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Our History: Former Faculty: Graetz, Michael J. (1972-1979)

Tenured faculty at the University of Virginia School of Law through its history.

Michael J. Graetz, 1972-1979

Graetz

Professor Graetz received his B.A. from Emory University in 1966 and his LL.B from the University of Virginia in 1969. At UVA, he was a member of the Order of the Coif; Research and Projects Editor of the Law Review; and the recipient of University of Virginia Law School Alumni Association Award. He then became Attorney-Advisor to the Assistant Secretary of the Treasury for Tax Policy in the Office of Tax Legislative Counsel of the U.S. Treasury Department from 1969-1972. In 1972 he was the recipient of the Treasury Department Exceptional Service Award for his role in formulating tax policy. Graetz taught at Georgetown, Virginia, the University of Southern California, and the California Institute of Technology prior to joining the faculty at Yale Law School in 1983, where he is currently the Justus S. Hotchkiss Professor Emeritus of Law and Professorial Lecturer in Law at Yale Law School. At UVA his courses included basic and advanced tax law, as well as Federal Tax Policy and Financing the Urban Crisis. He was Deputy Assistant Secretary for Tax Policy in the U.S. Department of the Treasury from 1990-1991 and Assistant to the Secretary and Special Counsel for the U.S. Department of the Treasury in 1992. He received the Treasury Medal in 1992. His specialties include taxation, tax policy, health law and policy, and income security law and policy.

Publications

Books

Federal Income Taxation: Principles and Policies (with Erwin N. Griswold) (Foundation Press, 1976).

Articles

Reflections on the Tax Legislative Process: Prelude to Reform, 58 Va. L. Rev. 1389-1450 (1972).

Taxation of Unrealized Gains at Death – An Evaluation of the Current Proposals, 59 Va. L. Rev. 830-859 (1973); reprinted in 2 Federal Estate and Gift Taxes 1243-1273 (Committee on Ways and Means, U.S. House of Representatives, Hearing, Mar. 23, 1976).

Assessing the Distributional Effects of Income Tax Revision: Some Lessons from Incidence Analysis, 4 J. Legal Stud. 351-368 (1975).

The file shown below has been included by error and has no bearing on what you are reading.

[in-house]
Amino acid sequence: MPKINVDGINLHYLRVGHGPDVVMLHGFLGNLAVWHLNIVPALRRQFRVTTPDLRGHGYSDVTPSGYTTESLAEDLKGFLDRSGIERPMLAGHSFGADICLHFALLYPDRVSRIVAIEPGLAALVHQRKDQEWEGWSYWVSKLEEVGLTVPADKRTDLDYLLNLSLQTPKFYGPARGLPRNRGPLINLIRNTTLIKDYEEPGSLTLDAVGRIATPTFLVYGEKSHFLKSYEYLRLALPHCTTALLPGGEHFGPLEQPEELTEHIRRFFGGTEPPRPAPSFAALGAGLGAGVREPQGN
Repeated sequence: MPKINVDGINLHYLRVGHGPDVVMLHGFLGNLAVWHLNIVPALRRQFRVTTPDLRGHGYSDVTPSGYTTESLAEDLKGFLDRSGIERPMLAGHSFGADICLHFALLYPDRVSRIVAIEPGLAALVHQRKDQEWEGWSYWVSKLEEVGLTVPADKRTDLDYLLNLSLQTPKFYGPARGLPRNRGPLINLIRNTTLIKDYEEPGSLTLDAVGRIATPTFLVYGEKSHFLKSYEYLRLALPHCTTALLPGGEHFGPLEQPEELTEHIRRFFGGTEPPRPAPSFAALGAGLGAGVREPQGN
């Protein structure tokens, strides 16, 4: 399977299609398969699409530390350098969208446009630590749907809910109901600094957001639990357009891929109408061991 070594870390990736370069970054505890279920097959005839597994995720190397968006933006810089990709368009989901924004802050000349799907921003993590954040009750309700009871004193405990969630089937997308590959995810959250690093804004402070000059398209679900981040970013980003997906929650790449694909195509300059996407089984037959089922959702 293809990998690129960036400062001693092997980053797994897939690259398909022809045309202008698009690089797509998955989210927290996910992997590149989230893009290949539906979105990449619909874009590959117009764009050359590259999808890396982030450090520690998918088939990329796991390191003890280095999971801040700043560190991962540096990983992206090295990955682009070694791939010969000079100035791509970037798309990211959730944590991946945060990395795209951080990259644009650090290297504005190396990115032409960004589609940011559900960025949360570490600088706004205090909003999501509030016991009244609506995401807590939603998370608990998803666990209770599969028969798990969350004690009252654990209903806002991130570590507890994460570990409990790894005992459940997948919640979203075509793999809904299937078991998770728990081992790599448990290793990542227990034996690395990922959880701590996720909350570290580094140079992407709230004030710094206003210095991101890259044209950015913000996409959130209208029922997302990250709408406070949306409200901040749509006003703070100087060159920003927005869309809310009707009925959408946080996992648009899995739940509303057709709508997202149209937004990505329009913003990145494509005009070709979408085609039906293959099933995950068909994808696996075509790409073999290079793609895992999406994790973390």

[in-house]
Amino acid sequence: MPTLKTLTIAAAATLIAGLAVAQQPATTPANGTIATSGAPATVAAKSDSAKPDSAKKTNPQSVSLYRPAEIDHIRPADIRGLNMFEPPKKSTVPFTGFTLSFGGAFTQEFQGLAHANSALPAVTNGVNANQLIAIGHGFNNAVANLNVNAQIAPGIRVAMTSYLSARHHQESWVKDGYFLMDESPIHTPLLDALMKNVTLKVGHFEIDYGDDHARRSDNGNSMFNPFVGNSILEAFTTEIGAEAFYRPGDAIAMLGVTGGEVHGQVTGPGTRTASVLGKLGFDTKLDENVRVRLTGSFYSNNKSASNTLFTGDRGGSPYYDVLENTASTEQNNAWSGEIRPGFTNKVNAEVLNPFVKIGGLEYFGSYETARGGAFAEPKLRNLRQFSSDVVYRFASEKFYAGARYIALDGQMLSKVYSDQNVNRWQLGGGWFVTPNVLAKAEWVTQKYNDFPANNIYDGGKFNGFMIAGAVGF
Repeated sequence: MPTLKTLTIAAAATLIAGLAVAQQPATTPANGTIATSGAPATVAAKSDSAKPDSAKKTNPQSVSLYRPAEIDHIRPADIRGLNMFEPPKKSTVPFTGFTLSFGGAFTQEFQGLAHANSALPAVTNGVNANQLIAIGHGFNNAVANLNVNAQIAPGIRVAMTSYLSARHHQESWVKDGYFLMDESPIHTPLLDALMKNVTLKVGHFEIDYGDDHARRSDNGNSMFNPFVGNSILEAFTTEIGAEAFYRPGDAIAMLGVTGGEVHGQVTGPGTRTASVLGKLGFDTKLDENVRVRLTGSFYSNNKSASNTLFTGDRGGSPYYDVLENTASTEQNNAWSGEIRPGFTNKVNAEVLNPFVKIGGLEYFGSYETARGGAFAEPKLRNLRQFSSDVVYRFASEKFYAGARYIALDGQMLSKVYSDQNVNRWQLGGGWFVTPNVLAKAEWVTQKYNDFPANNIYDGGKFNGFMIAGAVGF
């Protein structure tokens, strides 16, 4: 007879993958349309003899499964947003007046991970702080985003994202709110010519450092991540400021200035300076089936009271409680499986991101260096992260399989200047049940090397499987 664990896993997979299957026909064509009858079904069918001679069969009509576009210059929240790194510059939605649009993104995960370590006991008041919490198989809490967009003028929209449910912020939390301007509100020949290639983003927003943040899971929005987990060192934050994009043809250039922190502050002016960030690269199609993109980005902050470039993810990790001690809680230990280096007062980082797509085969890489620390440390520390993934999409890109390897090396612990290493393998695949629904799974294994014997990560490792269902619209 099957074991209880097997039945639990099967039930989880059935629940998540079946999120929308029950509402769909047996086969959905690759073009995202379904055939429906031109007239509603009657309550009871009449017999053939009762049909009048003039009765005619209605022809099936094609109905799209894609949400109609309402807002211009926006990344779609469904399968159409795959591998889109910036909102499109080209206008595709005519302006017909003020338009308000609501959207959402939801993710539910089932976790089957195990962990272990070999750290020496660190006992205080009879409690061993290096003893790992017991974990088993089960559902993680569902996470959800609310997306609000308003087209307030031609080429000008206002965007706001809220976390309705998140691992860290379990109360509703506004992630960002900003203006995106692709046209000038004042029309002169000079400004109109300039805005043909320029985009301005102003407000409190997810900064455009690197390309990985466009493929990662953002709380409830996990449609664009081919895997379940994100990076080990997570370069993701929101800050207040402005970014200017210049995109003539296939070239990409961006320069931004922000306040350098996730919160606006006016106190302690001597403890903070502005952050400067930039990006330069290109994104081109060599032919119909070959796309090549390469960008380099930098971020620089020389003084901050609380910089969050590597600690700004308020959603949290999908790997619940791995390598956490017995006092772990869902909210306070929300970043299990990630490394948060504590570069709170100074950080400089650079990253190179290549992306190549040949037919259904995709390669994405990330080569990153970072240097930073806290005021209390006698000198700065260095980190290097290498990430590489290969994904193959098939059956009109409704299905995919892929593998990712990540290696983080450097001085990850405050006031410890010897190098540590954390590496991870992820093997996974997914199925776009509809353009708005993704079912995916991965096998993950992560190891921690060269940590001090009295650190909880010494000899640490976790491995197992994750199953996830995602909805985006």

Evolution of the Tax Shelter Provisions of the Tax Reform Act of 1976: Fewer than Fifty Ways to Limit Your Losses, 29 S. Cal. Tax Inst. 1-55 (1977).

Legal Transitions: The Case of Retroactivity in Income Tax Revision, 126 U. Pa. L. Rev. 47-87 (1977).

Other

Tax Reform and the Crisis of Financing Higher Education (with Louis F. Oberdorfer, Reuben Clark and F. David Lake, Jr.) (Association of American Universities, 1973).

Statement, in 8 General Tax Reform 3363-3390 (Committee on Ways and Means, U.S. House of Representatives, Hearing, Mar. 27, 1973).

Statement, in 2 Federal Estate and Gift Taxes 1233-1242 (Committee on Ways and Means, U.S. House of Representatives, Hearing, Mar. 23, 1976); reprinted in Estate and Gift Tax Hearings 77-91 (Committee on Ways and Means, U.S. House of Representatives, Committee Print, 1976).

Federal Income Taxation: Principles and Policies: Supplement on the Tax Reform Act of 1976 (with Erwin N. Griswold) (Foundation Press, 1977).

Statement, in Estate and Gift Tax Carryover Basis and Generation-skipping Trust Provisions and Deductibility of Foreign Convention Expenses 157-160 (Committee on Ways and Means, U.S. House of Representatives, Hearing, Oct. 6, 1977).

Statement, in 9 President’s 1978 Tax Reduction and Reform Proposals 6144-6166 (Committee on Ways and Means, U.S. House of Representatives, Hearing, Apr. 6, 1978).

Statement, in Capital Gains Tax Bills 137-141 (Committee on Finance, U.S. Senate, Hearing, June 28, 1978).